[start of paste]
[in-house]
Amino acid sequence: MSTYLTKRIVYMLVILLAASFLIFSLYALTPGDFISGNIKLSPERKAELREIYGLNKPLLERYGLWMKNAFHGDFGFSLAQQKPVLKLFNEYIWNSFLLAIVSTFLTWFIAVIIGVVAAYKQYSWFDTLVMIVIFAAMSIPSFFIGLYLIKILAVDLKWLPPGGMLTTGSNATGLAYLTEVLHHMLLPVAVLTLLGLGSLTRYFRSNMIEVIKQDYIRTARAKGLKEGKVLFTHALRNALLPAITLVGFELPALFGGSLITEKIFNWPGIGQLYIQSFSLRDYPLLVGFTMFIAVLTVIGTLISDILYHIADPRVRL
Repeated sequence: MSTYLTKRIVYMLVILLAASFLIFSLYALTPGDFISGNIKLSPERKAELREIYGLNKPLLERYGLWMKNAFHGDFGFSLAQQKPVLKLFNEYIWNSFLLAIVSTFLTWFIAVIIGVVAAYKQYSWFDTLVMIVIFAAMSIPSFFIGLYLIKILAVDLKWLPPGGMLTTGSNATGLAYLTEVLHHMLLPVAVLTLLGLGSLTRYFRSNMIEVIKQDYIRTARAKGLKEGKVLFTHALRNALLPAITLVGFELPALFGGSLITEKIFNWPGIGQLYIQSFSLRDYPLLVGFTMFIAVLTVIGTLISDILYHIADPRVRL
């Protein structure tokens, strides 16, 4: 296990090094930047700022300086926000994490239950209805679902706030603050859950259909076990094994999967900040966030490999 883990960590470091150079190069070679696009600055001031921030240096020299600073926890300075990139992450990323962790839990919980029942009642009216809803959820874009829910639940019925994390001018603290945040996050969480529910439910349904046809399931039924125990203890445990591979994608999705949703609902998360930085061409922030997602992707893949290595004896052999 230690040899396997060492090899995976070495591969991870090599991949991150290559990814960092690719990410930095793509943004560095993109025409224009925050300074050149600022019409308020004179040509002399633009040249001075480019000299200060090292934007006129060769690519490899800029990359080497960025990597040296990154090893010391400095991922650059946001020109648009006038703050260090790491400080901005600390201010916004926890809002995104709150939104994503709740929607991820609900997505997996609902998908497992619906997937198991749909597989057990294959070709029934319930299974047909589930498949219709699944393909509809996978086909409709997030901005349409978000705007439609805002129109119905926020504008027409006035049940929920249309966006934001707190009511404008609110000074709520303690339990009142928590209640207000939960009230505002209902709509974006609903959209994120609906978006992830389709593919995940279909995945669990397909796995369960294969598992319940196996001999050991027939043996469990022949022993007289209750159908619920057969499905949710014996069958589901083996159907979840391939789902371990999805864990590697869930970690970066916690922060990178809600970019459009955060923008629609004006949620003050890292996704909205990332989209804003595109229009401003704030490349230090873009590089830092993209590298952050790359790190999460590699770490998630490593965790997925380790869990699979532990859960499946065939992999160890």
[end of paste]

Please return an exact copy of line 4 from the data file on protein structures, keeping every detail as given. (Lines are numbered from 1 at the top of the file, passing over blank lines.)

């Protein structure tokens, strides 16, 4: 296990090094930047700022300086926000994490239950209805679902706030603050859950259909076990094994999967900040966030490999 883990960590470091150079190069070679696009600055001031921030240096020299600073926890300075990139992450990323962790839990919980029942009642009216809803959820874009829910639940019925994390001018603290945040996050969480529910439910349904046809399931039924125990203890445990591979994608999705949703609902998360930085061409922030997602992707893949290595004896052999 230690040899396997060492090899995976070495591969991870090599991949991150290559990814960092690719990410930095793509943004560095993109025409224009925050300074050149600022019409308020004179040509002399633009040249001075480019000299200060090292934007006129060769690519490899800029990359080497960025990597040296990154090893010391400095991922650059946001020109648009006038703050260090790491400080901005600390201010916004926890809002995104709150939104994503709740929607991820609900997505997996609902998908497992619906997937198991749909597989057990294959070709029934319930299974047909589930498949219709699944393909509809996978086909409709997030901005349409978000705007439609805002129109119905926020504008027409006035049940929920249309966006934001707190009511404008609110000074709520303690339990009142928590209640207000939960009230505002209902709509974006609903959209994120609906978006992830389709593919995940279909995945669990397909796995369960294969598992319940196996001999050991027939043996469990022949022993007289209750159908619920057969499905949710014996069958589901083996159907979840391939789902371990999805864990590697869930970690970066916690922060990178809600970019459009955060923008629609004006949620003050890292996704909205990332989209804003595109229009401003704030490349230090873009590089830092993209590298952050790359790190999460590699770490998630490593965790997925380790869990699979532990859960499946065939992999160890």